So, we have y = 0 at the points x = -1 and x = 1. We're almost ready to sketch this out. We have plenty of points to the left of our vertical intercept at x = 4, so we want a few to the right. Then we can…wait a second.
x = 1! We have a hole at x = 1. y can't equal zero there, because the function is undefined there; that's what a discontinuity is. We almost fell for you, x = 1, almost.
We do want those points we were talking about, though. Let's go for x = 5 and 6:
Now let's take all that we've learned about this graph and put it on paper. Or your screen, in this case.
The horizontal asymptotes tell us how the graph behaves at very small or very large numbers. In our case, they approach y = 1. The x- and y-intercepts showed us that the graph approached it from below the line; it would dive sharply downwards at the vertical asymptote. Our other two points gave us the shape of the graph on the other side.
And, of course, we can't forget the hole at x = 1. No, we won't forget you, you sneak.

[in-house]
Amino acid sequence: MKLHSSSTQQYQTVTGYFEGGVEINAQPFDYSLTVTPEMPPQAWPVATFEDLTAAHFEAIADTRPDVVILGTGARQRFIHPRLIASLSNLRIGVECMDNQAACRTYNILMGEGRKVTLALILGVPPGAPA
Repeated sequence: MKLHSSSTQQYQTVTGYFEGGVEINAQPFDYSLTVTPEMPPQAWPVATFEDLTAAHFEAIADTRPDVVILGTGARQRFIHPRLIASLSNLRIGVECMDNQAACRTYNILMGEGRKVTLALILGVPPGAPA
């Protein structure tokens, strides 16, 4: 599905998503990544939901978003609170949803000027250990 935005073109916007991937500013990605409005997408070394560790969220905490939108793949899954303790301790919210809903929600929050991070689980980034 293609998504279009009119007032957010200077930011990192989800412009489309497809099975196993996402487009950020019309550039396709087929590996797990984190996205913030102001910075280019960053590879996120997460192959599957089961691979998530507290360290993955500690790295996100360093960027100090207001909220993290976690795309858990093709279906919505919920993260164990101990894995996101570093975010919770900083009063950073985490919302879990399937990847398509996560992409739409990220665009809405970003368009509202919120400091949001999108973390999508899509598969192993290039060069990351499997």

Our general plan of attack when graphing is:
• Find all of the horizontal, vertical, and slant asymptotes.
• Check for holes, and remembering to graph them. Failure will result in falling in a hole.
• Find the x- and y-intercepts. Just use the numerator when working on the x-intercepts.
• Decide if you need more points to see how the graph is behaving in spots. When in doubt, grab more points.
• Sketch the graph out. We don't need to be exact, just get the general movement correct.
And with that, we are done. Smell ya later, Shmoopers.
Oh yeah, the cookie recipe. Here you go. Now we'll smell ya later. Especially if you've been baking cookies. Don't judge us.